Leaving your loved ones behind to support them from a new country is a huge step in anybody’s life. A move like this means you’ll have lots of decisions to make, and one primary issue for most migrants is banking.

At Remitly, we understand that you may feel unsure about where to set up a bank account in Spain. That’s why we’ve put together this quick guide which takes a look at the factors you need to keep in mind, as well as some of the local financial institutions which are worth your attention. 

Key Considerations When Choosing a Bank in Spain

As with any matter relating to your finances, it pays to spend a bit of time researching the options. Here are five factors to weigh up when comparing banks in Spain.

  • Fees – is there a running cost attached to the account?
  • Ease of set-up – is opening this Spanish bank account an easy process?
  • Ease of use – is there a mobile banking app available for account holders?
  • Customer service – is it easy to contact the bank’s customer service staff, and will they have people on hand to speak your native language?
  • Additional features – can you set up an overdraft through your account, and also access savings accounts and other services at the bank?

4 Banks to Consider Joining in Spain

To help you sift through some of the information out there on banks in Spain, we’ve picked out a handful of options that you might like. 

Santander

Why it wins?

Santander is a familiar brand across the world, but its home country is Spain. Living in the company’s motherland will entitle you to open a Santander One account, and its monthly costs depend on how active you are as a Santander customer. Customers who have their salary paid into their account, set up direct debits and have engaged at least one of the bank’s other services – like its savings account – will pay nothing in account fees.

As an account holder, you can enjoy free withdrawals from over 7,000 Santander ATM machines in Spain, along with 30,000 across the world. The Santander mobile app makes managing your money easy whether you’re at home or on the move, and you’ll of course have all the other financial services you’d expect from one of the world’s biggest banks.

CaixaBank

Why it wins?

Another household name in Spain is CaixaBank, which goes out of its way to assist people who are newcomers to the country. Its HolaBank account features round-the-clock phone assistance in five languages (English, French, German, Italian and Russian), and it also offers unlimited phone translation services in those languages. 

You can join up online, and becoming a HolaBank customer automatically enters you into the HolaBank Club, which is designed to help recent migrants. The customer team can help you sort out the connection of gas, electricity and water in your new residence, and provide a free, three-way call translation service to connect you with plumbers, locksmiths and other people you may need to hire. You can even get free assistance with legal and administrative issues. While there is technically no maintenance fee for the HolaBank account, other fees can be incurred depending on how you bank, so it’s important to check out the small print before joining.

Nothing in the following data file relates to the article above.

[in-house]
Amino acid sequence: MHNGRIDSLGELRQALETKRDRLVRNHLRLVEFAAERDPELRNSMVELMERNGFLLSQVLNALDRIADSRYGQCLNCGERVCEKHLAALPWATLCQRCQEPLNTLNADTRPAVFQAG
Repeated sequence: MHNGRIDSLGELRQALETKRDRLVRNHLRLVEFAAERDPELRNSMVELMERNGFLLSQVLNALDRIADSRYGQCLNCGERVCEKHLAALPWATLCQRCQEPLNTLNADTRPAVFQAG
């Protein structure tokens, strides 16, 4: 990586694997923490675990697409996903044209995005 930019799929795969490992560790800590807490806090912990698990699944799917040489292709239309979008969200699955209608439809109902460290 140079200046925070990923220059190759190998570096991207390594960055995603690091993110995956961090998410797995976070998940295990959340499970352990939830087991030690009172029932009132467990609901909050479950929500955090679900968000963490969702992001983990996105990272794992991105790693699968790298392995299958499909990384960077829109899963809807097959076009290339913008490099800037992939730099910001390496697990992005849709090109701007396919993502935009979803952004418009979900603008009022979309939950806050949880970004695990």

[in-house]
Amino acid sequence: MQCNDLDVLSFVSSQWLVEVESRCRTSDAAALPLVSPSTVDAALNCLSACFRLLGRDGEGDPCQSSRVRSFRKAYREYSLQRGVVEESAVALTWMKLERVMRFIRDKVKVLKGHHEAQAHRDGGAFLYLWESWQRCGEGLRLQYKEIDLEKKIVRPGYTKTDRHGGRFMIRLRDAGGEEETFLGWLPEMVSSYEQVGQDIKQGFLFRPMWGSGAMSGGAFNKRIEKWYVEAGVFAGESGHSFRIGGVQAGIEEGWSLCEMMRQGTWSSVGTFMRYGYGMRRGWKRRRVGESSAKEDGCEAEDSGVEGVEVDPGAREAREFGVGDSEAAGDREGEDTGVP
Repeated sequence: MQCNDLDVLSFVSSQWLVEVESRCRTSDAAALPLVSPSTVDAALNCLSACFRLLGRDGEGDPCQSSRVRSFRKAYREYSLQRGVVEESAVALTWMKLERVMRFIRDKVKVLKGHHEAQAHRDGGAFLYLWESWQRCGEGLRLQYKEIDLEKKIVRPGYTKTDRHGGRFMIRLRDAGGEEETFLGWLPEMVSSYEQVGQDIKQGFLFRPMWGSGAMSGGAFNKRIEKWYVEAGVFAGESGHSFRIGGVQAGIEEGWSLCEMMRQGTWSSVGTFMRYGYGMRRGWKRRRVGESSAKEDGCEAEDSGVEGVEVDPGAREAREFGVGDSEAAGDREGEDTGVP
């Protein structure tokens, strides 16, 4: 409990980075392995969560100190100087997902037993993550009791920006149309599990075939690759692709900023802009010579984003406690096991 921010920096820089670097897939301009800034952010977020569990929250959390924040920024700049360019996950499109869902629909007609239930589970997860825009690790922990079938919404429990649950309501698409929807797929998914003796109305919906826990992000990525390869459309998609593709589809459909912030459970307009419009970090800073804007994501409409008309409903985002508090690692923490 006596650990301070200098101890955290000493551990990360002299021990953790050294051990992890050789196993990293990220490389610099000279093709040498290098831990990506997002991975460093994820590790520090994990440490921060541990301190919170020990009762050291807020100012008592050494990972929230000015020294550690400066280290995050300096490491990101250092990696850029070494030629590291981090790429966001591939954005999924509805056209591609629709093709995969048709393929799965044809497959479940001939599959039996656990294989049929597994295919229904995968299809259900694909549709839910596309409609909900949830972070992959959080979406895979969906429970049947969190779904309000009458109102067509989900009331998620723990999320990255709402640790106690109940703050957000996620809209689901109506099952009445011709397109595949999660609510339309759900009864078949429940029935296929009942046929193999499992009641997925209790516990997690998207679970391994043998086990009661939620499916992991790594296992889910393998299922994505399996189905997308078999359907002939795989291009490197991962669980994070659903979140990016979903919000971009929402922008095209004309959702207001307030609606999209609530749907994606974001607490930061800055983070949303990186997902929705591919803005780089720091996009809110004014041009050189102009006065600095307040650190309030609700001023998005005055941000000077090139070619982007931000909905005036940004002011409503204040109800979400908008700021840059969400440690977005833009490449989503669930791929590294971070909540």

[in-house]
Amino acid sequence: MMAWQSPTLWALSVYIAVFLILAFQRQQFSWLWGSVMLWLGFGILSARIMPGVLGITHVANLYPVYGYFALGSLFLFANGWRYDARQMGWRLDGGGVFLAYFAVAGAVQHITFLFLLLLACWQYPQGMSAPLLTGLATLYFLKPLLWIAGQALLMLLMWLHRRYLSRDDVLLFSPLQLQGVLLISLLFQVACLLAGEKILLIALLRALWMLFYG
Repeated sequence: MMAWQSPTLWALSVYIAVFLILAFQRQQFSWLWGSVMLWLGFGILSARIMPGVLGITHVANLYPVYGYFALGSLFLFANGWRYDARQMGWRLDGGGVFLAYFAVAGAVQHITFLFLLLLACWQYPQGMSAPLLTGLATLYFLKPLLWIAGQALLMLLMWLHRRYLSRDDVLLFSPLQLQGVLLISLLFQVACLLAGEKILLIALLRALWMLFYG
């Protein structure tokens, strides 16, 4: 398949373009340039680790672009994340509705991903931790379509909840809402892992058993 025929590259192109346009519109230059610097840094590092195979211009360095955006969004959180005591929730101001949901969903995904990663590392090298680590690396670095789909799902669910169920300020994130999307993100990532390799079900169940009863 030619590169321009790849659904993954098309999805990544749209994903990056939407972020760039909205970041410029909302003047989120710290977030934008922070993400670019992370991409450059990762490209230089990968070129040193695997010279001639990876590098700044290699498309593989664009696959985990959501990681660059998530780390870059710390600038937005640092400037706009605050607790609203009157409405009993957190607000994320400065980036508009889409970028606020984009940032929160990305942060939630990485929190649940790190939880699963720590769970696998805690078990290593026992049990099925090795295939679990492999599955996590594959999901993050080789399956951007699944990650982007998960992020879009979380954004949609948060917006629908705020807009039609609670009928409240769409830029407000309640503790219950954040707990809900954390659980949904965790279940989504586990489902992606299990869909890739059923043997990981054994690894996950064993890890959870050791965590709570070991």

BBVA

Why it wins?

Banco Bilbao Vizcaya Argentaria, or BBVA to call it by its easier everyday name, is ideal for anyone who’s keeping to a tight budget. It offers an account that won’t cost you anything per month, and it doesn’t expect you to make minimum deposits to maintain your fee-free status. 

One of the most striking things about the BBVA account is the Aqua debit card, which doesn’t have the account number printed on it. Instead, for your heightened security, you access your account details through the mobile app. There’s also a reassuring tool for keeping in touch with your advisor at the bank, called My Conversations. This lets you chat to staff via the app, send and receive documents, and store the conversations for later reference.

N26 

Why it wins

If you like the thought of staying completely in the digital space when banking, N26 is a top option. The N26 Standard account can be opened online in under 10 minutes and will let you manage your money through the clean, simple mobile app. There is no maintenance fee for the account (unless your balance goes over €50,000), and you can use a free, virtual Mastercard debit card to make payments (or order a physical one for €10).

If you want a more involved service, N26 also provides higher-tier bank accounts which offer detailed money management tools and special deals with entertainment, fitness and travel brands. What’s more, N26 has customer support staff you can chat with in English, German, Spanish, French and Italian.

How to send money from your bank back home

Having selected a bank in Spain and created an account, you may want to start

sending money back to friends and family members who need your support. This is where we come in. Remitly’s role is to provide a fair, cost-effective way to make remittances, with a transparent fee structure and exchange rates. To transfer money to your home country with Remitly, follow these steps.

  • Create an account on our website or app
  • Select the country you’re sending to
  • Select how you’d like the transfer to be received back home
  • Enter your recipient’s details
  • Transfer the funds by paying with your debit or credit card

 

This publication is provided for general information purposes only and is not intended to cover all aspects of the topics discussed herein. This publication is not a substitute for seeking advice from an applicable specialist or professional. The content in this publication does not constitute legal, tax, or other professional advice from Remitly or any of its affiliates and should not be relied upon as such. While we strive to keep our posts up to date and accurate, we cannot represent, warrant or otherwise guarantee that the content is accurate, complete or up to date.